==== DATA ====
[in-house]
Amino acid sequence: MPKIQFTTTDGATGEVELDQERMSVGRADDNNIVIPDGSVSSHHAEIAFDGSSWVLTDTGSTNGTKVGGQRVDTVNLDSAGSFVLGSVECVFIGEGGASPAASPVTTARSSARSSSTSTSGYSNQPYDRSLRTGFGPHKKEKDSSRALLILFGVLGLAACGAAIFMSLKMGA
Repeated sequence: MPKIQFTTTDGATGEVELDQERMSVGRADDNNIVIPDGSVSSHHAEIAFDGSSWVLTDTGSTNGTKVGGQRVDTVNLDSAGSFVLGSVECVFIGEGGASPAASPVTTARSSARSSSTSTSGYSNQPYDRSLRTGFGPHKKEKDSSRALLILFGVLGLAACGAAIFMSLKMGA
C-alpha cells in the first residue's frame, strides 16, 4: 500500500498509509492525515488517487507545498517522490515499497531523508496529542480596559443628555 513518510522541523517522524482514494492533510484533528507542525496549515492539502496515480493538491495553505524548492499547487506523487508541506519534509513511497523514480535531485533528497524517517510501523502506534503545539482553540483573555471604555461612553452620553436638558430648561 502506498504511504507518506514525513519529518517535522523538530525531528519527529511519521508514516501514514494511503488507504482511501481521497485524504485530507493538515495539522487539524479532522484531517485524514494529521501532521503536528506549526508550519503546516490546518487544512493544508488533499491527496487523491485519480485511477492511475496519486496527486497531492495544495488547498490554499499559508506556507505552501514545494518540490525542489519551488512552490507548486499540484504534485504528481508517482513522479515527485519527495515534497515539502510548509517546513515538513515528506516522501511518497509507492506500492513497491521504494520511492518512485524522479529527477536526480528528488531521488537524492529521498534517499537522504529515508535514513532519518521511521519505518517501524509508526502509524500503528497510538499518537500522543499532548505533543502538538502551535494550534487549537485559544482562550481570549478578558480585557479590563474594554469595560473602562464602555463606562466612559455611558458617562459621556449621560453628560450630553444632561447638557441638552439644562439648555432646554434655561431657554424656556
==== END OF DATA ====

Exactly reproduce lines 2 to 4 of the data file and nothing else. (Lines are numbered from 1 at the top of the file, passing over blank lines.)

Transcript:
Amino acid sequence: MPKIQFTTTDGATGEVELDQERMSVGRADDNNIVIPDGSVSSHHAEIAFDGSSWVLTDTGSTNGTKVGGQRVDTVNLDSAGSFVLGSVECVFIGEGGASPAASPVTTARSSARSSSTSTSGYSNQPYDRSLRTGFGPHKKEKDSSRALLILFGVLGLAACGAAIFMSLKMGA
Repeated sequence: MPKIQFTTTDGATGEVELDQERMSVGRADDNNIVIPDGSVSSHHAEIAFDGSSWVLTDTGSTNGTKVGGQRVDTVNLDSAGSFVLGSVECVFIGEGGASPAASPVTTARSSARSSSTSTSGYSNQPYDRSLRTGFGPHKKEKDSSRALLILFGVLGLAACGAAIFMSLKMGA
C-alpha cells in the first residue's frame, strides 16, 4: 500500500498509509492525515488517487507545498517522490515499497531523508496529542480596559443628555 513518510522541523517522524482514494492533510484533528507542525496549515492539502496515480493538491495553505524548492499547487506523487508541506519534509513511497523514480535531485533528497524517517510501523502506534503545539482553540483573555471604555461612553452620553436638558430648561 502506498504511504507518506514525513519529518517535522523538530525531528519527529511519521508514516501514514494511503488507504482511501481521497485524504485530507493538515495539522487539524479532522484531517485524514494529521501532521503536528506549526508550519503546516490546518487544512493544508488533499491527496487523491485519480485511477492511475496519486496527486497531492495544495488547498490554499499559508506556507505552501514545494518540490525542489519551488512552490507548486499540484504534485504528481508517482513522479515527485519527495515534497515539502510548509517546513515538513515528506516522501511518497509507492506500492513497491521504494520511492518512485524522479529527477536526480528528488531521488537524492529521498534517499537522504529515508535514513532519518521511521519505518517501524509508526502509524500503528497510538499518537500522543499532548505533543502538538502551535494550534487549537485559544482562550481570549478578558480585557479590563474594554469595560473602562464602555463606562466612559455611558458617562459621556449621560453628560450630553444632561447638557441638552439644562439648555432646554434655561431657554424656556